As organic gains prominence, shoppers increasingly seek lower cost and higher value

As organic gains prominence, shoppers increasingly seek higher value

Rising sales and household penetration of organic is a double-edged sword for the industry in the US as more Americans have started looking for lower prices, bulk packaging and easier access through direct to consumer channels, according to purchasing data collected by Ekowarehouse.

“The US is, by far, the largest market” for organic products with sales reaching $43.3 billion – more than half of the $82 billion sold globally, according to Sonalie Figueiras, the CEO and co-founder of Ekowarehouse, which is a global platform for sourcing certified organic products.

She added during a webinar hosted by the Organic Trade Association Aug. 17 that with 82% of US consumers buying organic regularly, it has become more than a niche category -- an issue it struggled with in the past.

But now, she said, “the issue is now value,” and the quickly dropping price that US consumers are willing to pay for organic.

To illustrate the potential impact of this shift, Figueiras pointed to Whole Foods Market’s struggles prior to an announced acquisition by Amazon.

“Prior to the buyout, Whole Foods had lost 30% of its share price because it was just losing customers constantly and that is because of this impression that Whole Foods was selling organic products at a very high price,” she said.

She noted that while organic might have been difficult to find when Whole Foods started, it is now available at a variety of channels that have lowered prices as a way to compete with each other.

For example, she pointed to Brandless.com which offers a variety of certified organic products that are sold for $3 or less on the premise that it doesn’t have a “brand tax.”

New player Thrive Market also is “a big success story,” Figueiras said. She explained that by acting as a direct-to-consumer wholesale buying club, the retailer is able to lower the cost to consumers of organic by 25-50% what they would spend in brick and mortar stores.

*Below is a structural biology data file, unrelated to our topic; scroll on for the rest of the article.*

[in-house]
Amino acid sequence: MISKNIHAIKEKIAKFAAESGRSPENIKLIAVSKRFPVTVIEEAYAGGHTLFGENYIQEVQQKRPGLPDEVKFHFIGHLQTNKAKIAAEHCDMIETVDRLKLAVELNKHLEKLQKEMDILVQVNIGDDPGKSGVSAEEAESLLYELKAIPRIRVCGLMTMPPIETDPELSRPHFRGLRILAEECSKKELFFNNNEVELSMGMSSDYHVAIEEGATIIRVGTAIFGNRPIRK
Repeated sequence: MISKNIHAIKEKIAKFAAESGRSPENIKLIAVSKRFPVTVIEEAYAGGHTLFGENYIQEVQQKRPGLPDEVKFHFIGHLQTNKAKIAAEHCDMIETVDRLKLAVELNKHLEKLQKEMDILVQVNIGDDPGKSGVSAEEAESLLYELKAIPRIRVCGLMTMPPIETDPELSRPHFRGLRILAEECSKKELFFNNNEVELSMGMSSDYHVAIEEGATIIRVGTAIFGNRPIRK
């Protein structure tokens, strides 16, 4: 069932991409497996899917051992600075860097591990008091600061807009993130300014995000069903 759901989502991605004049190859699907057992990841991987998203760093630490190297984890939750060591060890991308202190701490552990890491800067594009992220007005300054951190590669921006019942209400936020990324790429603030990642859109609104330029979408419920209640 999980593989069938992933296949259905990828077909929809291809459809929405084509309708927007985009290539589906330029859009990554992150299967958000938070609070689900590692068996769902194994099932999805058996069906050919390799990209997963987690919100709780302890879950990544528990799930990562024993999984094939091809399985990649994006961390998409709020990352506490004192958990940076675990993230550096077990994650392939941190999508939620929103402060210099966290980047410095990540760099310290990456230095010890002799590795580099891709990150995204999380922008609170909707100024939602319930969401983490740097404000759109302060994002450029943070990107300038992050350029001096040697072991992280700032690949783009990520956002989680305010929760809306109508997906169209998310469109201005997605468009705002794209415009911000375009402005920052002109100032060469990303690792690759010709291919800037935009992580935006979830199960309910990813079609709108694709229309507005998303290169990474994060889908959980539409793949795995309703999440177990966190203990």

But, she adds, what is most interesting about Thrive’s model is “a lot of their consumers are in the Midwest or Southeast – so it is not just the coasts” that are buying organic anymore.

Top organic sellers

Driving this growth in organic is the rise of vegan, vegetarian and plant-based eating, Figueiras said. She added consumers also are turning to organic for safety reasons and because they trust organic brands and USDA organic certification.

These drivers also are influencing the top organic product searches by retail buyers on Ekowarehouse, she said.

At the top of the list are “no big surprises,” including coconut oil, which Figueiras said “is not going anywhere and still remains incredibly popular.”

But inching up the list in 2017 is coconut milk powder, which is growing as a solution to the demand for vegan and non-dairy products, she said.

Other top-sellers include diverse plant-based proteins, especially brown rice, pumpkin seed and pea, “rather than just the regular hemp or regular rice protein,” she said.

“Superfoods also obviously are not going anywhere,” with acai in the number two spot for top organic searches, along with maca and cacao as common searches, she added.

Finally, she said, the company’s search data reveals “rishi mushrooms and adaptogenetic herbs are experiencing a moment, as are spices, because there is a big movement in the beverage world to make performance beverages and mood enhancing beverages, so all these spices and herbs and superfoods play a role in that.”

Looking forward, Figueiras said the best way to maintain the current momentum behind organic is to continue educating consumers about the many benefits of organic and communicating that the label is verified, accurate and can be trusted.

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Comments (2)

Eldon Roush - 25 Aug 2017 | 04:52

Organic foods price gouging

I have been an organic farmer for over 30 years and know for a fact that the cost to produce organic foods is not hugely more than conventional methods. The high cost of organic food comes from greedy producers. For instance: I can grow and sell a slicing tomato for 1/2 the cost usually found at Farmer's Markets or grocery stores. But since I know that there are many veterans, seniors, and low income people that frequent food banks cannot even afford the 1/2 cost, I prefer donating my excess organic produce to the local food bank.

25-Aug-2017 at 16:52 GMT

Joey - 23 Aug 2017 | 06:16

Bulk Packaging?

Can you please expand on what Bulk Packaging means?

23-Aug-2017 at 18:16 GMT

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